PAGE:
Written nearly 20 years ago some articles still have a valuable message. This is one.
It has been said that the one thing that is constant is change. This is true for both the human experience and wildlife on this great planet. However, human influence on earth has created change that does not allow natural evolution to keep pace. The rawest of all examples would be that it took the human race three million years to gradually build to a population of two and a half billion in 1940. It only took the next fifty years for that population to double to about five million in 1990. And in the next fifteen years it reached 6 billion. At current rates human population are expected to reach 10 billion by 2020! As our population has increased so has our influence of the natural world on this planet. Human use of natural resources has increased correspondingly, technology has exploded to allow us to serve ourselves more efficiently, and the traces of the human “fingerprint” can be found in every nook and cranny on earth.
We humans consider ourselves to be an intelligent species even though, frequently, there is no corresponding behavior to allow one to come to that same conclusion. We are just now beginning to understand that our influence on the earth extends beyond the world of our own needs. Slowly, ever so slowly, we are coming to the realization that we are a part of a larger system and, although we are certainly near the top of the evolutionary heap, we have a definite responsibility as stewards of our planet’s environment. Although that responsibility extends throughout the planet, we must begin in our own backyard.
Living within, rather than above, the rest of the natural world is a concept that has become foreign with the advent of human “civilization”. Yet, strangely, we only have to look as far as our own five senses to understand that solutions to our dilemma are at hand.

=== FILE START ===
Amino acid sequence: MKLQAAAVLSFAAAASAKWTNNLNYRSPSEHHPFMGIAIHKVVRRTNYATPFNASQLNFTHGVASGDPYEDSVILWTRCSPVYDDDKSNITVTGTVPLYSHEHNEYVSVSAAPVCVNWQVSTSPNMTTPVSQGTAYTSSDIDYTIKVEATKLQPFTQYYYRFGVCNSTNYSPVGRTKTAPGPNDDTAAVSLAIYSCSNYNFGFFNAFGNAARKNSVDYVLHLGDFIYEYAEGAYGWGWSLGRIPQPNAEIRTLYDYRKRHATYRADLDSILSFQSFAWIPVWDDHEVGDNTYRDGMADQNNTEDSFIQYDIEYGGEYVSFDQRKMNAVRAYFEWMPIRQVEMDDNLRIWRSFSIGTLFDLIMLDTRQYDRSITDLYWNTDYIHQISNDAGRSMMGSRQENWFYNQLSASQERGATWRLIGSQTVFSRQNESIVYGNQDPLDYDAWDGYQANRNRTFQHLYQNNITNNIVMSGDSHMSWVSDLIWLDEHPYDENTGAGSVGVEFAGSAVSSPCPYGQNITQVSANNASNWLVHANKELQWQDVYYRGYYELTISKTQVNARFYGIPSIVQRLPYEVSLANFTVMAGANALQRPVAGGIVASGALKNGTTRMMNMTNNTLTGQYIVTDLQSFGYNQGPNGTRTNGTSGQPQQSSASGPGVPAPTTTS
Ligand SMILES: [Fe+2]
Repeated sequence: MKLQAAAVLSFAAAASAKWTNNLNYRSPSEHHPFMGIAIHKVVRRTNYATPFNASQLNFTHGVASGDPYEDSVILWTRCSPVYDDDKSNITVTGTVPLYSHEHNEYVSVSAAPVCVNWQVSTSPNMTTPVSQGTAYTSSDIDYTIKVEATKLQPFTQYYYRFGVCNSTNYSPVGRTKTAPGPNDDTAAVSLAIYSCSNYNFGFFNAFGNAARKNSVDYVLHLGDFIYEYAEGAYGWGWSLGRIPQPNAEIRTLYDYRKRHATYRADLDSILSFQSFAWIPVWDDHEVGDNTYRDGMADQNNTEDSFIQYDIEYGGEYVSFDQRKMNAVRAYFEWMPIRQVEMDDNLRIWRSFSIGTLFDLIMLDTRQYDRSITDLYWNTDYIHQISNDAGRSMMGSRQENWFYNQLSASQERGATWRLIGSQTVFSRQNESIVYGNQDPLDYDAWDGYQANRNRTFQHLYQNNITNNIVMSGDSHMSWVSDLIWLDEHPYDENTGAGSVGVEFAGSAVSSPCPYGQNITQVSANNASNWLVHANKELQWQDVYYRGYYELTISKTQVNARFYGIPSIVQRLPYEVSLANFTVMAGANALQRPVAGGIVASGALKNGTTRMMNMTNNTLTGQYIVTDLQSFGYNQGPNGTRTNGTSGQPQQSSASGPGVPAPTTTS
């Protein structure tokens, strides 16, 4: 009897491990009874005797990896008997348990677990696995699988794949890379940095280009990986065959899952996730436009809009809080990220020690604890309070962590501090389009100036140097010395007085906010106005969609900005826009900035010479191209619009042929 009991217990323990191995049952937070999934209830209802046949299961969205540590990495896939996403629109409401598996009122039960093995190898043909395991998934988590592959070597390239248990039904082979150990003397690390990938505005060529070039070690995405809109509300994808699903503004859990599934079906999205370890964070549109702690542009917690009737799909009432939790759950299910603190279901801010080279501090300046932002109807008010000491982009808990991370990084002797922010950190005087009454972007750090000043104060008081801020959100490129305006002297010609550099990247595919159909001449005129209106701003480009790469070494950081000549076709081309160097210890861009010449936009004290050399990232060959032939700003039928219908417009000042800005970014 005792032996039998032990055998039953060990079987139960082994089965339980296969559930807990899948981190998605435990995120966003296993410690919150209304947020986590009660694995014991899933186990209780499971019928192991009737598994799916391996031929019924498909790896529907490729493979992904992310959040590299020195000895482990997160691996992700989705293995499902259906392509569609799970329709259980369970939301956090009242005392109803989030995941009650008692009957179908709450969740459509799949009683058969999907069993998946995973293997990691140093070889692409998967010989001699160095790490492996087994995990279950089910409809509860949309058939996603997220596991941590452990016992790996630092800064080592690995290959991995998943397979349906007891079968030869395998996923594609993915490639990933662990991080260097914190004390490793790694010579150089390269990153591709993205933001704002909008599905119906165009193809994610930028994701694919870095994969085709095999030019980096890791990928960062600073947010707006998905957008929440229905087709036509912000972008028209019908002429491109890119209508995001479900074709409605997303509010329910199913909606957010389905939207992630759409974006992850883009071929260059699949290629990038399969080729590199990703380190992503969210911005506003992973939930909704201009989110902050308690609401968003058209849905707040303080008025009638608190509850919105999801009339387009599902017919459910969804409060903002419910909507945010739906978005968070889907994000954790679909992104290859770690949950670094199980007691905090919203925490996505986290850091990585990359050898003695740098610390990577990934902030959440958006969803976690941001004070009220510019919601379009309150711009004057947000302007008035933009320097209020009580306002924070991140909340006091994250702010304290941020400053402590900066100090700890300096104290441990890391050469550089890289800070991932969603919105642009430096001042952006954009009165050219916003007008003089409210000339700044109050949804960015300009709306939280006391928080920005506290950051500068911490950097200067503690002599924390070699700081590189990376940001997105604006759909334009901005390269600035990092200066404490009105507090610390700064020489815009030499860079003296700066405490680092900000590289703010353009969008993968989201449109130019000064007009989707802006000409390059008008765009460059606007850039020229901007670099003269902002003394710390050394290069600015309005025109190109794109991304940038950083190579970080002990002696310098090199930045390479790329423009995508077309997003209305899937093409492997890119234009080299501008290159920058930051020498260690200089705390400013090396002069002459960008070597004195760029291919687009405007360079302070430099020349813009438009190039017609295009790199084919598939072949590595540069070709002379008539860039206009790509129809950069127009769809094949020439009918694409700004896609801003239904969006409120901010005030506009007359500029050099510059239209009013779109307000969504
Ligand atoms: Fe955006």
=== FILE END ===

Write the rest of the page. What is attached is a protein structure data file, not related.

Here in New England we are truly blessed with wild places and beautiful natural environments. That is not to say that humans have not had their influences, but rather our influence has not yet extinguished many of the natural systems around us. We are blessed with plentiful, clean, water. We are blessed with diverse forests, open fields, and unspoiled wetlands. These environments support and maintain the natural system that many of us enjoy. For example, clean, highly oxygenated water supports our native char, the brook trout. Diverse forests support many animal species ranging from the wood turtle to the black bear. Open fields provide habitat for field nesting birds, predatory habitat for hawks, owls, and coyotes, and browsing for white tailed deer. Our wetlands supports reptiles, amphibians, waterfowl, mink, and countless invertebrates.
One of the many things that we share in common with much of the rest of the animal kingdom is something we humans refer to as senses. Humans have five of these senses in our ability to see, hear, feel while touching, smell, and taste. Each of these contribute to how we experience the world. All animals have some of these to different degrees. Some senses, like sight and hearing, might be better developed in some animal species, while others like touch may not be as well developed in some other species. Some animals may experience senses that we humans are not apparently aware of. For instance, a bird’s ability to experience magnetic fields during migration is way beyond what most humans are capable of.
Nevertheless, we do share the experience of the world through our senses with the rest of the animal kingdom. It has occurred to me that perhaps we can use our own senses to preserve create a better environment for the other species with whom we share our planet. It may be just a matter of learning how to translate our sensual experience into something that other species can also experience in a positive way.